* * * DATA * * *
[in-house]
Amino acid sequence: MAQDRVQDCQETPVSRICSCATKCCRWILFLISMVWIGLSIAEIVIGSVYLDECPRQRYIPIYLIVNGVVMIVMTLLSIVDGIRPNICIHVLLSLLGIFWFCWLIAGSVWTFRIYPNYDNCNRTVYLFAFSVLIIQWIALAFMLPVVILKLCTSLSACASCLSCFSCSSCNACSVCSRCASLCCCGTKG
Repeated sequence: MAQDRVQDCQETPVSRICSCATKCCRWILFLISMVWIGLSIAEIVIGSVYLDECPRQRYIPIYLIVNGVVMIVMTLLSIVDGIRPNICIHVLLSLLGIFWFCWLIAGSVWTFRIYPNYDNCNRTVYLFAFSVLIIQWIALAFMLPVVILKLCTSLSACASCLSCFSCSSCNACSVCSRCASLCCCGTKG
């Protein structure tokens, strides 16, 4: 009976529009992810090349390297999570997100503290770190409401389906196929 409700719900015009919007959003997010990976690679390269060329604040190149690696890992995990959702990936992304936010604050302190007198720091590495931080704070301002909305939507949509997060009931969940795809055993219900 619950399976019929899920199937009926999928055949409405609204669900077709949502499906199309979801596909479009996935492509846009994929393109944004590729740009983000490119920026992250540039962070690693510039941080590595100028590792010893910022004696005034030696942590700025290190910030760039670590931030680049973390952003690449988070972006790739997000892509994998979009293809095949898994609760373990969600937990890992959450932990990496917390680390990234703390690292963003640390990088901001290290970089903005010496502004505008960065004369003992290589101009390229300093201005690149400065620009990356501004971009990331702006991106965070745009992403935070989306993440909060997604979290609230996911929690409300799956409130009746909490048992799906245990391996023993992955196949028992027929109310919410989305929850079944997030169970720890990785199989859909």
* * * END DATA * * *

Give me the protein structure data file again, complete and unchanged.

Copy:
[in-house]
Amino acid sequence: MAQDRVQDCQETPVSRICSCATKCCRWILFLISMVWIGLSIAEIVIGSVYLDECPRQRYIPIYLIVNGVVMIVMTLLSIVDGIRPNICIHVLLSLLGIFWFCWLIAGSVWTFRIYPNYDNCNRTVYLFAFSVLIIQWIALAFMLPVVILKLCTSLSACASCLSCFSCSSCNACSVCSRCASLCCCGTKG
Repeated sequence: MAQDRVQDCQETPVSRICSCATKCCRWILFLISMVWIGLSIAEIVIGSVYLDECPRQRYIPIYLIVNGVVMIVMTLLSIVDGIRPNICIHVLLSLLGIFWFCWLIAGSVWTFRIYPNYDNCNRTVYLFAFSVLIIQWIALAFMLPVVILKLCTSLSACASCLSCFSCSSCNACSVCSRCASLCCCGTKG
């Protein structure tokens, strides 16, 4: 009976529009992810090349390297999570997100503290770190409401389906196929 409700719900015009919007959003997010990976690679390269060329604040190149690696890992995990959702990936992304936010604050302190007198720091590495931080704070301002909305939507949509997060009931969940795809055993219900 619950399976019929899920199937009926999928055949409405609204669900077709949502499906199309979801596909479009996935492509846009994929393109944004590729740009983000490119920026992250540039962070690693510039941080590595100028590792010893910022004696005034030696942590700025290190910030760039670590931030680049973390952003690449988070972006790739997000892509994998979009293809095949898994609760373990969600937990890992959450932990990496917390680390990234703390690292963003640390990088901001290290970089903005010496502004505008960065004369003992290589101009390229300093201005690149400065620009990356501004971009990331702006991106965070745009992403935070989306993440909060997604979290609230996911929690409300799956409130009746909490048992799906245990391996023993992955196949028992027929109310919410989305929850079944997030169970720890990785199989859909």